Bipartisan senators roll out stronger bill to limit NSA surveillance

National Security Agency headquarters, Fort Meade, Md.

With support from Democrats and Republicans, Sen. Patrick Leahy, D-Vt., on Tuesday introduced a bill to limit the National Security Agency's sweeping surveillance programs. Leahy's proposals would go a step further than the limits included in a bill passed in the House in May.

"The House bill, though clearly intended to end bulk collection, did not do so effectively," Leahy, the chairman of the Judiciary Committee, said on the Senate floor Tuesday. "This bill ensures the ban on bulk collection is a real ban on bulk collection."

Both the House and Senate proposals would stop the government from indiscriminately sweeping up all phone metadata. However, the House bill would allow the government to compel telecoms to hand over metadata found with broad, open-ended search terms. Under Leahy's bill, the government would have to narrowly limit its searches based on specific search terms.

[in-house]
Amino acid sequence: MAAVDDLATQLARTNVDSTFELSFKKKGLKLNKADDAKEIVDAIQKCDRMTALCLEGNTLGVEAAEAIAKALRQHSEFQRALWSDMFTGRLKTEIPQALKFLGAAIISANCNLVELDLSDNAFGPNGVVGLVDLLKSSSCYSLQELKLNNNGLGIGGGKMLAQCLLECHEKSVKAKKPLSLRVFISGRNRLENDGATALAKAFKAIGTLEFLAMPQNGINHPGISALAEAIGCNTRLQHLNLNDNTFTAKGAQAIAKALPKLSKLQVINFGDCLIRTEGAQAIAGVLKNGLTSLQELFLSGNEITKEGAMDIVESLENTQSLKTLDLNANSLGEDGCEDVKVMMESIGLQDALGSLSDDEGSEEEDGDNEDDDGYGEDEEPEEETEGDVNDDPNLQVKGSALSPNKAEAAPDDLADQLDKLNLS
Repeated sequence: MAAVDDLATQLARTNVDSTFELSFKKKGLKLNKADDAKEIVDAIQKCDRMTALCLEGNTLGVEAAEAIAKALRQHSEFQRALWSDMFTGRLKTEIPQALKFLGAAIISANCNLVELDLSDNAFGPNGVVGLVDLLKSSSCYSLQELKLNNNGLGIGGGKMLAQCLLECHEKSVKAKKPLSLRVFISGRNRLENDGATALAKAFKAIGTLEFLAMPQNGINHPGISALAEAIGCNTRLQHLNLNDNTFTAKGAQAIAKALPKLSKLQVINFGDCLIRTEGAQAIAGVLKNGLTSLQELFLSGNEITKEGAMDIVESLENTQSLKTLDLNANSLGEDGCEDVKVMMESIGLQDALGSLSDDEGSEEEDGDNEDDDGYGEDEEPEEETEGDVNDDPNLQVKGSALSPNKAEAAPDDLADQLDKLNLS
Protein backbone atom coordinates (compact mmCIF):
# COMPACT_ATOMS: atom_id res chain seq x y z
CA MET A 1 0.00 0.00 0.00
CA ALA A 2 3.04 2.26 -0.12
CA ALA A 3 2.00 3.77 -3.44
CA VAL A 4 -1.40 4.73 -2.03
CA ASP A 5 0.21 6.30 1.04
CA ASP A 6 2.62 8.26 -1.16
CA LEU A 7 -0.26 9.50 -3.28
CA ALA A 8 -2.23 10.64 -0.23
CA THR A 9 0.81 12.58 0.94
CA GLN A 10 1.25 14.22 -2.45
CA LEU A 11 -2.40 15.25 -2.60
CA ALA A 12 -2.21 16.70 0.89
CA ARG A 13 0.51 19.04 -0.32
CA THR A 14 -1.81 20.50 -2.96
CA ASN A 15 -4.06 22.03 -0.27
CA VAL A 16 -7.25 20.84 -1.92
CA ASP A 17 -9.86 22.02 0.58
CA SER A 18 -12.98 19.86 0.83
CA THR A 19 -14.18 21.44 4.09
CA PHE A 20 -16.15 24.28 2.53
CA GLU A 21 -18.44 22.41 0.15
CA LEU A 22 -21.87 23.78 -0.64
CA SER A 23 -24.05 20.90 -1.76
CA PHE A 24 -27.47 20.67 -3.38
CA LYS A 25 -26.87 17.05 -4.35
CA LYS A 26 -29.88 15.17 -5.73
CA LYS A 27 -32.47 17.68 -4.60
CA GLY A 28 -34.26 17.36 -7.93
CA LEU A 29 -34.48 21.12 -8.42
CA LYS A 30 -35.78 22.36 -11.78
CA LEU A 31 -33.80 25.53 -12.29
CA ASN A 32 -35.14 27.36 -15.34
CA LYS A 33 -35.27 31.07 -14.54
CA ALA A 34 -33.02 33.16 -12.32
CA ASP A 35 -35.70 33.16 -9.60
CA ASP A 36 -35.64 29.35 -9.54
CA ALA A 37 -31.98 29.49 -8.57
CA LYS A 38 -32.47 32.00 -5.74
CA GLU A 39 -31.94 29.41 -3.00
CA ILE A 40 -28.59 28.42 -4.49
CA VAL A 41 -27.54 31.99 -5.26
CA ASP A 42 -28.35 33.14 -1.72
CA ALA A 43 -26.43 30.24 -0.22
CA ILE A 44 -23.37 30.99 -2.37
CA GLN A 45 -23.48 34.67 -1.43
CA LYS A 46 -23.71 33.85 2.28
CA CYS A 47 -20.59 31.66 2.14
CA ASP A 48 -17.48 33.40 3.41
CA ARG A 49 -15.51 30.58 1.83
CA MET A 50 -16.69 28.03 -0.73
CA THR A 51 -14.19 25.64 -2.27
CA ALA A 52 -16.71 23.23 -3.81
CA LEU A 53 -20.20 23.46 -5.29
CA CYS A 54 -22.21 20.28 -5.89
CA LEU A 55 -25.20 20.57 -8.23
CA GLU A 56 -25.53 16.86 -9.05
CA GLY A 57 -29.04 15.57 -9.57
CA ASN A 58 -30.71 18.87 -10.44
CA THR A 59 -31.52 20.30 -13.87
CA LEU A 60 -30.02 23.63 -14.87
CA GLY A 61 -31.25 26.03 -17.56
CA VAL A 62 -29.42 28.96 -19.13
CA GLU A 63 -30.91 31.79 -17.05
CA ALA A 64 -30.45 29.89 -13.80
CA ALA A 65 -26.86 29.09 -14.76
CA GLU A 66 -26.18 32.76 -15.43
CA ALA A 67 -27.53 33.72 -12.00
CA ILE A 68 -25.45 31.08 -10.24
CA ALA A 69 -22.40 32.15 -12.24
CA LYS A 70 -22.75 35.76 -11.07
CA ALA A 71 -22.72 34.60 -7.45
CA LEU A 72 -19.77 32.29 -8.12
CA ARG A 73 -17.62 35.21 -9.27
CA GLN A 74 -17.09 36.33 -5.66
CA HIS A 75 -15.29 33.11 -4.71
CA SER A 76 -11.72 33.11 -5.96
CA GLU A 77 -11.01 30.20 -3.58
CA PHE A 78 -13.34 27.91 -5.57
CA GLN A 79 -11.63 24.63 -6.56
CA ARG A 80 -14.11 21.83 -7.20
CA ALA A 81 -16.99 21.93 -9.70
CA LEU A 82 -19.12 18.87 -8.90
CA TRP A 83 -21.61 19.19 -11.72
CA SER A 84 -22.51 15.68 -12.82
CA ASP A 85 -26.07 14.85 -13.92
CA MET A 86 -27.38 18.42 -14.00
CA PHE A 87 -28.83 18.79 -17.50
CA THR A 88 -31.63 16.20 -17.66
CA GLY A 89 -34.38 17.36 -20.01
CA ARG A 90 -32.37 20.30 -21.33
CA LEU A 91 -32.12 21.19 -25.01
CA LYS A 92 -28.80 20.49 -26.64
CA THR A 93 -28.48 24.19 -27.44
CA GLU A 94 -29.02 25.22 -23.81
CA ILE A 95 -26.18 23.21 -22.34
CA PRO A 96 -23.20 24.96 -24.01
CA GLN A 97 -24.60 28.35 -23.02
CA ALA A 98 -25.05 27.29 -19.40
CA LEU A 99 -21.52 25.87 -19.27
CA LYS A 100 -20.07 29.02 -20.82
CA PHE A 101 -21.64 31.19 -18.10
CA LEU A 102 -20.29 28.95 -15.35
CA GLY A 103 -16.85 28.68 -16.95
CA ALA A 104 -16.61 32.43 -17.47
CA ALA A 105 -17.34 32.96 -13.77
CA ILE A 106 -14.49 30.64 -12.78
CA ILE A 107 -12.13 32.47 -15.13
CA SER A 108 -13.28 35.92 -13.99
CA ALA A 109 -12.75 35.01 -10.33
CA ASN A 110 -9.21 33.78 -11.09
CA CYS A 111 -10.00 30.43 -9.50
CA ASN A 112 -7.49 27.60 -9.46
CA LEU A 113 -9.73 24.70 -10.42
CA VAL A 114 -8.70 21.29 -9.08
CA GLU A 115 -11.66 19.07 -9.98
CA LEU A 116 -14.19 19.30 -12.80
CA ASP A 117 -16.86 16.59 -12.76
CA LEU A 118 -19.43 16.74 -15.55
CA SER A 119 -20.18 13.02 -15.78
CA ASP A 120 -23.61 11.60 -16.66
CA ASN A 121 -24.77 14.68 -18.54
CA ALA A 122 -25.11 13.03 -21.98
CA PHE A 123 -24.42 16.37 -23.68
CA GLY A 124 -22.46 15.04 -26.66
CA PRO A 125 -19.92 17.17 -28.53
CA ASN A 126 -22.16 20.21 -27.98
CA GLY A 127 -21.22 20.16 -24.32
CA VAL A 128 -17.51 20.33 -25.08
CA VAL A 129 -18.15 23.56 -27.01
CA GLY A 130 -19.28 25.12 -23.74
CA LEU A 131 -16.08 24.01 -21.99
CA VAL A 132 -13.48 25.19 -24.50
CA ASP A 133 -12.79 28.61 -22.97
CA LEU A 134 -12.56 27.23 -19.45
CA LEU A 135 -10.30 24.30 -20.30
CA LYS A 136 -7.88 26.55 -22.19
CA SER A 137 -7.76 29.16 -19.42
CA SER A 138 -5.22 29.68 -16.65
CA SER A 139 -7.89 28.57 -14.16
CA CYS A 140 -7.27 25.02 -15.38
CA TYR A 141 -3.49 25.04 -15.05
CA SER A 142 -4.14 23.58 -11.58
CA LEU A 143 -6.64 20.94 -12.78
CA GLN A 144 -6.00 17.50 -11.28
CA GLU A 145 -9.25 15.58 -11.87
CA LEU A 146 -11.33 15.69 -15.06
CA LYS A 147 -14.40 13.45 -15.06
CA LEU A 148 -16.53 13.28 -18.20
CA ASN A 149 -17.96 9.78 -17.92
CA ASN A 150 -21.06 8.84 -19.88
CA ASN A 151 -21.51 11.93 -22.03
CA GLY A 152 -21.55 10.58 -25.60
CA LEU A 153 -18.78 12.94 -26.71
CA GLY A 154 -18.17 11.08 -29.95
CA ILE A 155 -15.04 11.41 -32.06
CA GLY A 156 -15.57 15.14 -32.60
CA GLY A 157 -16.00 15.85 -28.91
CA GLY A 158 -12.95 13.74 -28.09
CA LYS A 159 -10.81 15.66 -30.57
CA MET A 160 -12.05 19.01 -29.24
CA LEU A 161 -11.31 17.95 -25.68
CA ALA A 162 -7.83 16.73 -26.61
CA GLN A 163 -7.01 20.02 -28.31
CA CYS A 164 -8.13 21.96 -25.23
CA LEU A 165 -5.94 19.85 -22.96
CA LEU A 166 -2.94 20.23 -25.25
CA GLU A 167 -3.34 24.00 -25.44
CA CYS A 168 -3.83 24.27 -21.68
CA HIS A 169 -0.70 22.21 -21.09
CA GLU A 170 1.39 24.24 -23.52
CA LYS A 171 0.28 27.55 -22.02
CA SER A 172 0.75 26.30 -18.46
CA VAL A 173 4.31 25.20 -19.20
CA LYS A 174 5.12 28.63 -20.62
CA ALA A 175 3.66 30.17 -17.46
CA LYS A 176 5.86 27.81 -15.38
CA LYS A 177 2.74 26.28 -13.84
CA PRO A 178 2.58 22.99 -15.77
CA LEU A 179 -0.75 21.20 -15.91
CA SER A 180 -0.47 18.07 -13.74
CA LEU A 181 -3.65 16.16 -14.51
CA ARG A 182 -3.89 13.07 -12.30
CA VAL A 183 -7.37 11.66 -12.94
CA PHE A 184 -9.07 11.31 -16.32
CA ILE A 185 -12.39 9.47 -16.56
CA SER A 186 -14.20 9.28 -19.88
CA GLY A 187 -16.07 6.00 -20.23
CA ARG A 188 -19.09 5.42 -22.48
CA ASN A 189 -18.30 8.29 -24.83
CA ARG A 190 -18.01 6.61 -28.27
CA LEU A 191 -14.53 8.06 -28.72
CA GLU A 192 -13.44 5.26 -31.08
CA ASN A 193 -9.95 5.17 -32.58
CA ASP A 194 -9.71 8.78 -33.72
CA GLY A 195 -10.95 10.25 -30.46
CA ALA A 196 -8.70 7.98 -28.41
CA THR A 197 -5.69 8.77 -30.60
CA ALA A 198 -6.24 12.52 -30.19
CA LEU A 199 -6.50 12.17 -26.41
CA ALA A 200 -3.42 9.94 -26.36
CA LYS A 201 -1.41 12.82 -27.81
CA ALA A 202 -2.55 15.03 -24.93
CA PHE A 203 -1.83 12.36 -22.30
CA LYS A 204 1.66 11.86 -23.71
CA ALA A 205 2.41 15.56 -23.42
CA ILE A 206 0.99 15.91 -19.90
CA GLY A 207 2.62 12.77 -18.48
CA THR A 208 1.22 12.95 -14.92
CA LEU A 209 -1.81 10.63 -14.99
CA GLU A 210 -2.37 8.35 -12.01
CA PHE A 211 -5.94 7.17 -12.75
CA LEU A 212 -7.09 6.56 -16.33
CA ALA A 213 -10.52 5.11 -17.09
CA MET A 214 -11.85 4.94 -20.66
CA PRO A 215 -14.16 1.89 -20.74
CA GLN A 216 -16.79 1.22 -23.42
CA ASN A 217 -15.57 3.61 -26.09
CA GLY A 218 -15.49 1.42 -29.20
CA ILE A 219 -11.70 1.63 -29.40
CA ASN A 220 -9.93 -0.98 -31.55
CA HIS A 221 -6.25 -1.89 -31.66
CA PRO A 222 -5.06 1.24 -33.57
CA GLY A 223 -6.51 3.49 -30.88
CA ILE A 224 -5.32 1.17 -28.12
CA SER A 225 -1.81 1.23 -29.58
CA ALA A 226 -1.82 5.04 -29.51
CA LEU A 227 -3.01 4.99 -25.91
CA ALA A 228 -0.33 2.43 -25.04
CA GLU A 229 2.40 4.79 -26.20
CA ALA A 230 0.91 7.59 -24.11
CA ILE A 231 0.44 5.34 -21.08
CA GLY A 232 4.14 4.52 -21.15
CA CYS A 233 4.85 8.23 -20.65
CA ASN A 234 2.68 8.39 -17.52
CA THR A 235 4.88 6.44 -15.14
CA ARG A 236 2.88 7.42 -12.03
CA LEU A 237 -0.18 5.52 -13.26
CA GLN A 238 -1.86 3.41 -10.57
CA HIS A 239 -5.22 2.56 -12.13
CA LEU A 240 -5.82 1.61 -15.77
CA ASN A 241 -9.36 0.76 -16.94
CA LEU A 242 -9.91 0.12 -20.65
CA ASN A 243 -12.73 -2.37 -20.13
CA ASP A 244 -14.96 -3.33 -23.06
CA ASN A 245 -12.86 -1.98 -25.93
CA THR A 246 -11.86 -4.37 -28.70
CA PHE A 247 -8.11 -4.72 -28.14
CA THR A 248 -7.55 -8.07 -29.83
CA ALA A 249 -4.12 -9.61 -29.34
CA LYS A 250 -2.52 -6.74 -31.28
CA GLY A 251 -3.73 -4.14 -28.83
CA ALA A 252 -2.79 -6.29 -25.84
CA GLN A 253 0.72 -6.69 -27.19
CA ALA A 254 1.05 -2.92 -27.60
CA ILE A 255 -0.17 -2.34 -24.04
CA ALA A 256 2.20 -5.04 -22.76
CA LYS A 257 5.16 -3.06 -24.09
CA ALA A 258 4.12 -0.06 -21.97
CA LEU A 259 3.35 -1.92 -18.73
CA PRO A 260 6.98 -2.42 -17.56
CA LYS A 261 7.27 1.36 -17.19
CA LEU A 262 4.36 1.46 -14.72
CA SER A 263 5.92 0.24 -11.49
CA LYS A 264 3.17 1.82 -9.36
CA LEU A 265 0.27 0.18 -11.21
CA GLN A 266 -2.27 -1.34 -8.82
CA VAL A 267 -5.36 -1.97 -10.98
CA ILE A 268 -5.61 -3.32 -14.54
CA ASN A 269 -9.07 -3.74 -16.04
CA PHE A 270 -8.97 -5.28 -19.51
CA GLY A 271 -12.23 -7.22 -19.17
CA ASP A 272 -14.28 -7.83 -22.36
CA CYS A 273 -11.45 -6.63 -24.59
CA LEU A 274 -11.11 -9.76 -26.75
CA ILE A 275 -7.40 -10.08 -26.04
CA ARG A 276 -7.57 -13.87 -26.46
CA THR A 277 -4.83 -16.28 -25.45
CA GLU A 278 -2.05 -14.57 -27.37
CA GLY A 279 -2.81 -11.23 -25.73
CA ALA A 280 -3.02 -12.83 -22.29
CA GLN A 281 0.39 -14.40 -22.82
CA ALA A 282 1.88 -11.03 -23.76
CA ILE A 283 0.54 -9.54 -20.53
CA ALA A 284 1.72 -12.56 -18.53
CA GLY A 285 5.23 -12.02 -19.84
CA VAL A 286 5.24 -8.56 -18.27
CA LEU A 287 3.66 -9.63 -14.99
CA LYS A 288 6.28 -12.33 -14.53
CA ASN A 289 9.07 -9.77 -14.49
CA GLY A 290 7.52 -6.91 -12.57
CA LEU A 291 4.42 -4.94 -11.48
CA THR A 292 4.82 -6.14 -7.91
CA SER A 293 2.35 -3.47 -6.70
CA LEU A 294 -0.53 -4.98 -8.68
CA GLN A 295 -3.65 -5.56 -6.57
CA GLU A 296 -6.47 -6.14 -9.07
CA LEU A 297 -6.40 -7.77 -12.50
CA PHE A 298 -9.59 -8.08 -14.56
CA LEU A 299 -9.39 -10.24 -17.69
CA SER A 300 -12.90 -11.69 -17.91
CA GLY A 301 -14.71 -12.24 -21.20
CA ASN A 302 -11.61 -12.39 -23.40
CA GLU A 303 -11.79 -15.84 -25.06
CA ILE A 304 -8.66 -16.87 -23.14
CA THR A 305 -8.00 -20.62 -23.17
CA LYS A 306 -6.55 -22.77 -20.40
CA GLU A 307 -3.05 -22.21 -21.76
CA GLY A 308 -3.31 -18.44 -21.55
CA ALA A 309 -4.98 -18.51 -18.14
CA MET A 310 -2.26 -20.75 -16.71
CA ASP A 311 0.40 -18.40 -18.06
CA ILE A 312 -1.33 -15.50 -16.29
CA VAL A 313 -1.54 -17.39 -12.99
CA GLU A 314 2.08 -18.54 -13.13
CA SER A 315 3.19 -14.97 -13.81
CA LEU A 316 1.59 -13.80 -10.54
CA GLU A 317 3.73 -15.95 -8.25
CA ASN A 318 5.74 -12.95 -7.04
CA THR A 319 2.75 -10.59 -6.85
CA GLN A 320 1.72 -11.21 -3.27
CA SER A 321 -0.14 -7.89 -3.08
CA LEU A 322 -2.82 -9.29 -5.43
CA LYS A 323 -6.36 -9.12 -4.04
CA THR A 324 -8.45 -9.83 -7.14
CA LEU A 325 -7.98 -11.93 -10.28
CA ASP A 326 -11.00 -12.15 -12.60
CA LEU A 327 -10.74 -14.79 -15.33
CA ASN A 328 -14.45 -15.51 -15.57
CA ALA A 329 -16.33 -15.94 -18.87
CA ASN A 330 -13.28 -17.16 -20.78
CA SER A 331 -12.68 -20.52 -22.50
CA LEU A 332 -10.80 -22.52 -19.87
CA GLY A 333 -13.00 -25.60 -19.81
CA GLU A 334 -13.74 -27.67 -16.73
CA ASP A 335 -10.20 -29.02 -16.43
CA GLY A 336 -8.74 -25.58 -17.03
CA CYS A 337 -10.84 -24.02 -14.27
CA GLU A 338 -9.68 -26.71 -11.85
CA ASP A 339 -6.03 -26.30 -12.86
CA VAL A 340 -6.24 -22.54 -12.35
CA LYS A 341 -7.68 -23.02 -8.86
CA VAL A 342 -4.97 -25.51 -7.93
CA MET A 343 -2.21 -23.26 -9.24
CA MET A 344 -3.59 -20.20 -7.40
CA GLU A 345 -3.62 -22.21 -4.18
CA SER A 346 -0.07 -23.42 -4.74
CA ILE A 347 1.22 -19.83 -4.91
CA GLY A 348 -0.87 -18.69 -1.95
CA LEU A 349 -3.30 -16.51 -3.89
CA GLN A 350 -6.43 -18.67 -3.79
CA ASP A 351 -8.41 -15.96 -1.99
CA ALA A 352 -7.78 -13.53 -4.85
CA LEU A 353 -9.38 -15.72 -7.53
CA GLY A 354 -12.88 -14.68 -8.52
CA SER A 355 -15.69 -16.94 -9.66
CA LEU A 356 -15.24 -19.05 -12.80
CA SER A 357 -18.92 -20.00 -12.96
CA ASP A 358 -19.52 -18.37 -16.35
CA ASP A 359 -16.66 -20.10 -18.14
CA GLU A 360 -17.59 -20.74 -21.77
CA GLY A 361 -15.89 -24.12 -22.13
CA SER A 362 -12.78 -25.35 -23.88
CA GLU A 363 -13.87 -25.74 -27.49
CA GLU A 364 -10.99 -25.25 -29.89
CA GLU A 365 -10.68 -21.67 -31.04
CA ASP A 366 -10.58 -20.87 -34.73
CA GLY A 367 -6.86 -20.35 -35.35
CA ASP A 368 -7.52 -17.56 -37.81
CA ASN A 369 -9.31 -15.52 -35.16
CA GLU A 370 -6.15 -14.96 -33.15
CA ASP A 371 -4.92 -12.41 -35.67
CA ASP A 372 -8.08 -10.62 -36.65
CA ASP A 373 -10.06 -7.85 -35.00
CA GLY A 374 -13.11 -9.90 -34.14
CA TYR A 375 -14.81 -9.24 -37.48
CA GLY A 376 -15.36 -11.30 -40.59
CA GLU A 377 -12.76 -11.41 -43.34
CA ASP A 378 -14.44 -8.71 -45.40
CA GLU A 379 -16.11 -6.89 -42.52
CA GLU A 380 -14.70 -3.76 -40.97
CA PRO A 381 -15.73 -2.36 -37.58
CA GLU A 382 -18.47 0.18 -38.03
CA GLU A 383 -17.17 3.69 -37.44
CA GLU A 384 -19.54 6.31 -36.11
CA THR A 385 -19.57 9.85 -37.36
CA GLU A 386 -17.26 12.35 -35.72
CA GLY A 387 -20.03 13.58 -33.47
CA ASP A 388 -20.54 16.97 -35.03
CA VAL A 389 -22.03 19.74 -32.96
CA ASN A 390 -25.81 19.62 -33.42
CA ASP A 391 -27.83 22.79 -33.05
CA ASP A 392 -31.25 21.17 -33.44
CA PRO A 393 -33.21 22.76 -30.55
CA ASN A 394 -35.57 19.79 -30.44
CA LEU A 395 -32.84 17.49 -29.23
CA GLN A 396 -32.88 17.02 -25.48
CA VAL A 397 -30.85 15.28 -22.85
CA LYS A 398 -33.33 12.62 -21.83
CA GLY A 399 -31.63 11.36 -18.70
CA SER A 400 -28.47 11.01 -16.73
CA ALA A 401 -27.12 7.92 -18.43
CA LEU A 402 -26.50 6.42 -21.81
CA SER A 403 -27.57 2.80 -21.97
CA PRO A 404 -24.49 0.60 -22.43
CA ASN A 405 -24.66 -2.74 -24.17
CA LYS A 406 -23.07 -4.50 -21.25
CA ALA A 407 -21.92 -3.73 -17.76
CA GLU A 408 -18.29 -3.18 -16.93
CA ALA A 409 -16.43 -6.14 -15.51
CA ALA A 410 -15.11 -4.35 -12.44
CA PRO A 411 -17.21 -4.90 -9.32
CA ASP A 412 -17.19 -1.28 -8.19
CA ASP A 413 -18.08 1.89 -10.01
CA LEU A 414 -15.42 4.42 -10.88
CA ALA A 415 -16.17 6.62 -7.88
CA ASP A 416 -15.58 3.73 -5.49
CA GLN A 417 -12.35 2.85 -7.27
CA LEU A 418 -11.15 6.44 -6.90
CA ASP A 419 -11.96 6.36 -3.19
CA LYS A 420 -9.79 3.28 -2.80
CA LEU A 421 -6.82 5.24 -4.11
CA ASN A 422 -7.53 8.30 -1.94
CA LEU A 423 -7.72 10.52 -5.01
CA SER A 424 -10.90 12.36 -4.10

The House proposal was watered down earlier this year after the Obama administration pressured Congress to amend it, but Leahy said Tuesday he worked closely with a whole range of stakeholders -- including intelligence officials, civil liberties groups, the tech industry and others -- to build up support for it.

Now is the time, Leahy said, to determine "whether our government should have power to create massive databases of information about its citizens, or whether we are in control of our own government."

It's well understood, Leahy continued, that "the government cannot just walk in your house and rifle through your drawers... without due process in law and search warrants. But that's not how we keep our data any more, we keep it in computers."

Sen. Mike Lee, R-Utah, a lead co-sponsor of the bill, added on the Senate floor, "This is an issue that is neither Republican nor Democratic... The immense power of government has expanded over time with advances in technology."